Lines 1480-1520 update the pointer we are keeping on the stack to point to the next square. For an explanation of how this works, go to the July 1984 and Nov 1982 articles. Lines 1530-1540 skip the sifting process for numbers that have already been flagged as non-prime.

Lines 1550-1580 compute the prime number itself from the index (2*index+1) and store it into the operand bytes of the "ADC ##" instruction at line 1630. Ouch! Self-modifying code! But that is often the price of speed.

Line 1590 picks up the pointer to the square of the prime, which is the first number that must be flagged as non-prime, from our holding location on the stack. Lines 1610-1640 get tricky. Line 1610 puts the current pointer in the D-register, which tells where in RAM the direct page starts. This means that the "STX 0" in line 1620 stores into the byte pointed to. X was holding the current index, so we are storing a non-zero number into that byte, which flags it as being non-prime.

As a pleasant side effect, the non-zero numbers being stored in the array have meaning. If we double the value we stored and add one, we will get the value of the prime factor of the non-prime number. After the whole PRIME program has executed, the flag value will produce the largest prime factor.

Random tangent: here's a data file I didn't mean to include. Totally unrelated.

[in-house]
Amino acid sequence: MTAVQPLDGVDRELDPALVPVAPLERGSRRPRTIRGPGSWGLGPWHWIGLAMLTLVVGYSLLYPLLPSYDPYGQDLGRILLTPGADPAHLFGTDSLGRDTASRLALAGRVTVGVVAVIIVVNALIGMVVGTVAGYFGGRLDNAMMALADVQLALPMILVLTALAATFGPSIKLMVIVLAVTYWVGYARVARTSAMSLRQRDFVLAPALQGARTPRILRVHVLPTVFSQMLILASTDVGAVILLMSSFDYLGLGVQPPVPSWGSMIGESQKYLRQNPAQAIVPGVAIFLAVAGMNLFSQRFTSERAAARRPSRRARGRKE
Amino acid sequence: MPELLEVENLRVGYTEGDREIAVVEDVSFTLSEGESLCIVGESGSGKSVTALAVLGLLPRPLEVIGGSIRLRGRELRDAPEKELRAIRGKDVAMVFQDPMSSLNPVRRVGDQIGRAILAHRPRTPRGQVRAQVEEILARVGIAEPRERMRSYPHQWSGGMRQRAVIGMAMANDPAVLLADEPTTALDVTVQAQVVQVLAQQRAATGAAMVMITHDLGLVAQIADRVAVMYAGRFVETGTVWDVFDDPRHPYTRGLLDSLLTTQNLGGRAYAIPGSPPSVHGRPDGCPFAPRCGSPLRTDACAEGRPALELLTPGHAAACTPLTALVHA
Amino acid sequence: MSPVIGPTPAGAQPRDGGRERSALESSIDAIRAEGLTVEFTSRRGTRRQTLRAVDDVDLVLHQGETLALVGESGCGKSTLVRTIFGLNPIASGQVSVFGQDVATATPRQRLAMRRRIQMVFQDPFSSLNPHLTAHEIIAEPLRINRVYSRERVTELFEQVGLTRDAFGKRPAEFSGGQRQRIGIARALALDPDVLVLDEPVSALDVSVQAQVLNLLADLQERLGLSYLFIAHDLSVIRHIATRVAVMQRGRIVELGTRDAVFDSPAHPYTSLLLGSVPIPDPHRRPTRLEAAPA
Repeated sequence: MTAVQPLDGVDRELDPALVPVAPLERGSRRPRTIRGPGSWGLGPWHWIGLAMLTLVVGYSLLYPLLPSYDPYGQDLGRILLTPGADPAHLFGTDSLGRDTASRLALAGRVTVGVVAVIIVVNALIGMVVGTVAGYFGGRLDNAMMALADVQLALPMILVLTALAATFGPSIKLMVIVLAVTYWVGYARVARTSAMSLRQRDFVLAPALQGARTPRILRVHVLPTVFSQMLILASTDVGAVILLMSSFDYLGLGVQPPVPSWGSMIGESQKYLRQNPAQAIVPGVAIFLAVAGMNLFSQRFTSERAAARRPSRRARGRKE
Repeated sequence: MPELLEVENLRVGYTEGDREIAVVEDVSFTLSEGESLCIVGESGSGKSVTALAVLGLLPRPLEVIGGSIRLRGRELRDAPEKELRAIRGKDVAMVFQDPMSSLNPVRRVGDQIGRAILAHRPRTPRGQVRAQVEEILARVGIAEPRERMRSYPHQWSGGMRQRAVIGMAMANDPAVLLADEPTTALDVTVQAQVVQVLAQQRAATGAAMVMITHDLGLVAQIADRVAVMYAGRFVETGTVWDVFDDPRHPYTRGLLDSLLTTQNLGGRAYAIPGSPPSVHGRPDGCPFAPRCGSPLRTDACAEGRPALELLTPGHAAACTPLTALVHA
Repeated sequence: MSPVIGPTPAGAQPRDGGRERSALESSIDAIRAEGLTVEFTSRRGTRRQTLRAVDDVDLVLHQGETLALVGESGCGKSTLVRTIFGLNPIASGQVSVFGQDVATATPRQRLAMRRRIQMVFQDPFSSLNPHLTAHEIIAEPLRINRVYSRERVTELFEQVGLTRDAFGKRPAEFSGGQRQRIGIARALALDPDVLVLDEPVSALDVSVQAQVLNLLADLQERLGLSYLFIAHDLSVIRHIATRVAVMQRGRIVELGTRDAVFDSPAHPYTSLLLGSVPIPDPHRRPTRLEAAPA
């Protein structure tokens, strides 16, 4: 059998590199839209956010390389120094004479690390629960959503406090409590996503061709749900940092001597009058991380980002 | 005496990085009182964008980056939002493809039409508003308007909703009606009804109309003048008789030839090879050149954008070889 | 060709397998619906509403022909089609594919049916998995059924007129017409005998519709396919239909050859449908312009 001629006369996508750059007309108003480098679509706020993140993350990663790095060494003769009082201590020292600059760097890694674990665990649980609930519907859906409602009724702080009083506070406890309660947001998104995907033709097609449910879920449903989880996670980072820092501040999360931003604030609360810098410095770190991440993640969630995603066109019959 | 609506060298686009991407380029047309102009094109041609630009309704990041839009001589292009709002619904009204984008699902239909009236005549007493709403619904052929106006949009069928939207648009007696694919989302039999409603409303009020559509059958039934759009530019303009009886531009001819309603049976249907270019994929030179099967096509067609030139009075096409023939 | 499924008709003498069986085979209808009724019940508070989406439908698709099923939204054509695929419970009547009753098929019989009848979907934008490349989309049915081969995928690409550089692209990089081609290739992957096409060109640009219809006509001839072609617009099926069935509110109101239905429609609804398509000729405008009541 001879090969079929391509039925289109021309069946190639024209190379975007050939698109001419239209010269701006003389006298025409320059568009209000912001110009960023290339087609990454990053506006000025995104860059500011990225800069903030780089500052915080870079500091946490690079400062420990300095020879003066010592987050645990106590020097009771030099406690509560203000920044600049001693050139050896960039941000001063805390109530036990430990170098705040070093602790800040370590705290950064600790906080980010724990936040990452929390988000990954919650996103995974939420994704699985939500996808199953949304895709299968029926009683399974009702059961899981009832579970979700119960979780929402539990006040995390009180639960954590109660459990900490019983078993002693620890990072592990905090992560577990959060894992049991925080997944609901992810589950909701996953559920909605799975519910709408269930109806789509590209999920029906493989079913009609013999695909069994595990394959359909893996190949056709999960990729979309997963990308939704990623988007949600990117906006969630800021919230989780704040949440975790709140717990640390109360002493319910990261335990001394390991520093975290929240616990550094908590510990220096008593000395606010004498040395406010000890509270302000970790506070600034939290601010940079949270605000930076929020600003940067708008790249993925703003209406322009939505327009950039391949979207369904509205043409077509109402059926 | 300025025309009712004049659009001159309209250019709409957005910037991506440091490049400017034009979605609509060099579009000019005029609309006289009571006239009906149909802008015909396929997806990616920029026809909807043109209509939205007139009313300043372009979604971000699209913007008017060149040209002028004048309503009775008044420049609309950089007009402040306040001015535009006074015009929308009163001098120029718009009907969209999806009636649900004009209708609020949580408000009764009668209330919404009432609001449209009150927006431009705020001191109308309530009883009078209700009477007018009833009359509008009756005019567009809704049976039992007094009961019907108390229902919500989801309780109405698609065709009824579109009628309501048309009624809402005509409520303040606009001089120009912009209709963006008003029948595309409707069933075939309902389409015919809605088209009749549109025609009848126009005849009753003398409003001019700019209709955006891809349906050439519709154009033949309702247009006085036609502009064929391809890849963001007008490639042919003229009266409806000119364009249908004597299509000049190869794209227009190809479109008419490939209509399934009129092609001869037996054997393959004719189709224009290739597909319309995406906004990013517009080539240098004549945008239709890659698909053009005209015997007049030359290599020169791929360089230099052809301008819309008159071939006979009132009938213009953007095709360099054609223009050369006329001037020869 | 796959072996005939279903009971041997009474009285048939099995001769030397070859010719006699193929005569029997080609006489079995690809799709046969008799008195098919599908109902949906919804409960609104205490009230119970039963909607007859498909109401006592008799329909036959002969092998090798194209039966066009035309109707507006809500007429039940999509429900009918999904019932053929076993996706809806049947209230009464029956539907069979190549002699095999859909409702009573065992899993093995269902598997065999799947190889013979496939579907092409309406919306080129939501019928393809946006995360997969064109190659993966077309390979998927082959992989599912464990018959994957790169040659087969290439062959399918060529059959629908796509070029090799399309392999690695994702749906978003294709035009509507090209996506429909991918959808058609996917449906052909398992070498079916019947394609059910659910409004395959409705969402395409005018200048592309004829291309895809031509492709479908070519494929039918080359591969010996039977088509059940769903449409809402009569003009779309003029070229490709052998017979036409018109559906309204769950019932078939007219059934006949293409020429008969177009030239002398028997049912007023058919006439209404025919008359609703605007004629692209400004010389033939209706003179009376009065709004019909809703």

In the loop of lines 1610-1640, we keep adding the prime number to the pointer value in the A-register, and transferring the result to the D-register. Hence the STX 0 will store X at multiples of the prime number. The loop terminates when the pointer value in the A-register goes negative. Why? Because we carefully positioned the array from $6000 to $7FFF. The first time we add the prime to the pointer and get an address $8000 or higher, we know we went off the end of the array. Addresses of $8000 or higher will set the negative status flag, so our loop terminates.

Lines 1660-1680 bump the prime index by one, and test for having reached the largest prime of interest. If not, we go back to sift out the next one. If we are finished, lines 1690-1700 restore the D-register to point to true page zero. Line 1710 pops the pointer off the stack, and that's all there is to it!

  1000        .OP 65816
  1020        .OR $8000    SAFELY OUT OF WAY
  1030 *--------------------------------
  1040 BASE   .EQ $6000    PRIME ARRAY $6000...7FFF
  1060 COUNT  .EQ 0,1
  1070 *--------------------------------
  1090 *--------------------------------
  1100 MAIN   JSR BEEP
  1110        CLC          ...ENTER NATIVE MODE